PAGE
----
Statement from the Art Therapy Credentials Board -

"An open letter to our ATCB community: June 7, 2020

The senseless murder of an unarmed black man, George Floyd, has stirred many emotions ranging from anger, to sadness, disbelief, outrage to disappointment, indignation and so much more. Once again we grieve for the victims and their families, including, Ahmaud Arbery and Breonna Taylor, and many, many others harmed and killed due to the color of their skin. The images across our nation show cities in turmoil and we are traumatized over and over again as we watch the news, as we hear the protesters, as we read of another life lost from harsh and dehumanizing treatment. Despite the efforts of the civil rights movement, systemic inequalities persist for the Black community. The pain of racism and oppression sucks the breath out of all that gives life. These persistent inequities are toxic to all of us, and are most acute for those personally affected.

As credentialed art therapists our beliefs are consistent with humanity and equity. We know many art therapist are working in communities and with populations impacted by significant health and mental health disparities. Our ethics state that we do not discriminate; that we advance the welfare of all clients, respect the rights of those seeking our assistance, and make reasonable efforts to provide service.

We must continue to respond to clients who are experiencing traumatic circumstances, are impacted by racism and oppression, especially People of Color who live daily with trauma. We must do our best to provide a safe space for listening, breathing, being present, and healing through the creative process. We must continue to advocate for our clients. We must also take care of ourselves so that we have the strength and fortitude to be there for our clients. Please see the links below for a few resources to add to your list.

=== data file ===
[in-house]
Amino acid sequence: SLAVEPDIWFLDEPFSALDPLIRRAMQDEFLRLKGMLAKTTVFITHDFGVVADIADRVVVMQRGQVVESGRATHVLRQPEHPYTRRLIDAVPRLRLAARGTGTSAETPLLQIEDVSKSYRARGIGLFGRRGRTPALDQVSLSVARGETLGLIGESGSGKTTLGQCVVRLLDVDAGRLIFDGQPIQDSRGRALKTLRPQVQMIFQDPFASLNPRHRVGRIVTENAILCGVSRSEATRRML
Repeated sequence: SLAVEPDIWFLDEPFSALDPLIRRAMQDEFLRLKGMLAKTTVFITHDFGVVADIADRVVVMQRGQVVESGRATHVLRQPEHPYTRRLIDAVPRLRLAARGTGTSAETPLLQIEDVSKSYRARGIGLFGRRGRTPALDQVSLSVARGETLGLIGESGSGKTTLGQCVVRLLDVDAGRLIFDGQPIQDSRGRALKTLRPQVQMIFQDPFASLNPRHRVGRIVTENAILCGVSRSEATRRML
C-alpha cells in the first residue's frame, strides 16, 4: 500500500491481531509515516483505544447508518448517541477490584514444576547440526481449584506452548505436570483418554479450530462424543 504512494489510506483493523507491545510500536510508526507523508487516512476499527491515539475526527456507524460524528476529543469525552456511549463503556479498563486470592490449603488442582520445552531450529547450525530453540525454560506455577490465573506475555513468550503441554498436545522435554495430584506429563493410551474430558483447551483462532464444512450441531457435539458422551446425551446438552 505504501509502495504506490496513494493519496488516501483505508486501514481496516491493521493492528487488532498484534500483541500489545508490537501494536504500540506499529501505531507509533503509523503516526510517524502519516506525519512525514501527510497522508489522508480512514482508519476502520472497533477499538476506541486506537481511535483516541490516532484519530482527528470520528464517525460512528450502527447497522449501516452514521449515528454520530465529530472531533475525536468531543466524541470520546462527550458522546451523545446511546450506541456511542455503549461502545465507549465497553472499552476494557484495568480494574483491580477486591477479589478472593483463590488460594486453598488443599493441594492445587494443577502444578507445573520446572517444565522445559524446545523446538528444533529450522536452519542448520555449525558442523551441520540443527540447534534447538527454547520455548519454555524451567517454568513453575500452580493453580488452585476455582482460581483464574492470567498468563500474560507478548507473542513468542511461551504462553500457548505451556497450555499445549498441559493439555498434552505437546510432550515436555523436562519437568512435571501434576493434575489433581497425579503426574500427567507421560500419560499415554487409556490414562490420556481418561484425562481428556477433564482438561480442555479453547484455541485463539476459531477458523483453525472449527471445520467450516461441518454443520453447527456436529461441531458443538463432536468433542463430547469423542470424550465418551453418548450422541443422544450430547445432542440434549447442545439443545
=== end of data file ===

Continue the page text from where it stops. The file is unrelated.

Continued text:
We must each do our part to effect positive change for those who are marginalized and those who are victims of systemic injustice, particularly in the midst of the COVID-19 pandemic which is spotlighting the devastating health disparities, including the ongoing mental health crisis in the nation. It’s up to each of us to continue our important work within our communities and our workplaces, be brave in speaking up for justice, and meaningfully addressing the inequalities in our society.

Mahatma Gandhi said, “We must be the change we wish to see in the world.” Let us exemplify those words through continuing dialogue, sharing of resources and ideas, and taking every opportunity to make positive change.

Respectfully yours,

ATCB Board of Directors"